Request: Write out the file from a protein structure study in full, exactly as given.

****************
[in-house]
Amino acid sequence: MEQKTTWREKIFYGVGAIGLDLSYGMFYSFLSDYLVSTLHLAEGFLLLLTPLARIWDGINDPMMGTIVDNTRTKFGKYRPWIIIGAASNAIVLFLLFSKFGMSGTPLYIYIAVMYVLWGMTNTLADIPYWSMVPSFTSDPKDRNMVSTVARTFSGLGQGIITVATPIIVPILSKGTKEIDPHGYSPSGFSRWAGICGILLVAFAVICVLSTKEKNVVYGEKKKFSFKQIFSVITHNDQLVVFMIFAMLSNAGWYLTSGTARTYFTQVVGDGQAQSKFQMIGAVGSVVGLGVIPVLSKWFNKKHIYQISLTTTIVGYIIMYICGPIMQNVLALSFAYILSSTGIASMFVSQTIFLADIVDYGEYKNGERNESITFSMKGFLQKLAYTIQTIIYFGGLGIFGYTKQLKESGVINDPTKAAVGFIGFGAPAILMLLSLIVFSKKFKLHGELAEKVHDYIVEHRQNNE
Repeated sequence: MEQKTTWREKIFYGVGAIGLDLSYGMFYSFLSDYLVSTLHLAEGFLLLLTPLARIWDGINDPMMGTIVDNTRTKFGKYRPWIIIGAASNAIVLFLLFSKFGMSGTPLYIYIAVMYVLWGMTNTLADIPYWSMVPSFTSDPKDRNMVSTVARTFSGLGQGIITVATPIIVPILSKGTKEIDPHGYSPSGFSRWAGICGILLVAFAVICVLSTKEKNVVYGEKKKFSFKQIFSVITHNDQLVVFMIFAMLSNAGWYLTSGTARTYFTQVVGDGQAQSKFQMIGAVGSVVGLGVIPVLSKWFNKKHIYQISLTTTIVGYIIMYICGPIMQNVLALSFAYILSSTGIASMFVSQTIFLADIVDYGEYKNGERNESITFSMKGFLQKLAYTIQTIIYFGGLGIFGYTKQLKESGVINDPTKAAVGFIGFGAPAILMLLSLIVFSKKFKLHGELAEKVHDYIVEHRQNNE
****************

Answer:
[in-house]
Amino acid sequence: MEQKTTWREKIFYGVGAIGLDLSYGMFYSFLSDYLVSTLHLAEGFLLLLTPLARIWDGINDPMMGTIVDNTRTKFGKYRPWIIIGAASNAIVLFLLFSKFGMSGTPLYIYIAVMYVLWGMTNTLADIPYWSMVPSFTSDPKDRNMVSTVARTFSGLGQGIITVATPIIVPILSKGTKEIDPHGYSPSGFSRWAGICGILLVAFAVICVLSTKEKNVVYGEKKKFSFKQIFSVITHNDQLVVFMIFAMLSNAGWYLTSGTARTYFTQVVGDGQAQSKFQMIGAVGSVVGLGVIPVLSKWFNKKHIYQISLTTTIVGYIIMYICGPIMQNVLALSFAYILSSTGIASMFVSQTIFLADIVDYGEYKNGERNESITFSMKGFLQKLAYTIQTIIYFGGLGIFGYTKQLKESGVINDPTKAAVGFIGFGAPAILMLLSLIVFSKKFKLHGELAEKVHDYIVEHRQNNE
Repeated sequence: MEQKTTWREKIFYGVGAIGLDLSYGMFYSFLSDYLVSTLHLAEGFLLLLTPLARIWDGINDPMMGTIVDNTRTKFGKYRPWIIIGAASNAIVLFLLFSKFGMSGTPLYIYIAVMYVLWGMTNTLADIPYWSMVPSFTSDPKDRNMVSTVARTFSGLGQGIITVATPIIVPILSKGTKEIDPHGYSPSGFSRWAGICGILLVAFAVICVLSTKEKNVVYGEKKKFSFKQIFSVITHNDQLVVFMIFAMLSNAGWYLTSGTARTYFTQVVGDGQAQSKFQMIGAVGSVVGLGVIPVLSKWFNKKHIYQISLTTTIVGYIIMYICGPIMQNVLALSFAYILSSTGIASMFVSQTIFLADIVDYGEYKNGERNESITFSMKGFLQKLAYTIQTIIYFGGLGIFGYTKQLKESGVINDPTKAAVGFIGFGAPAILMLLSLIVFSKKFKLHGELAEKVHDYIVEHRQNNE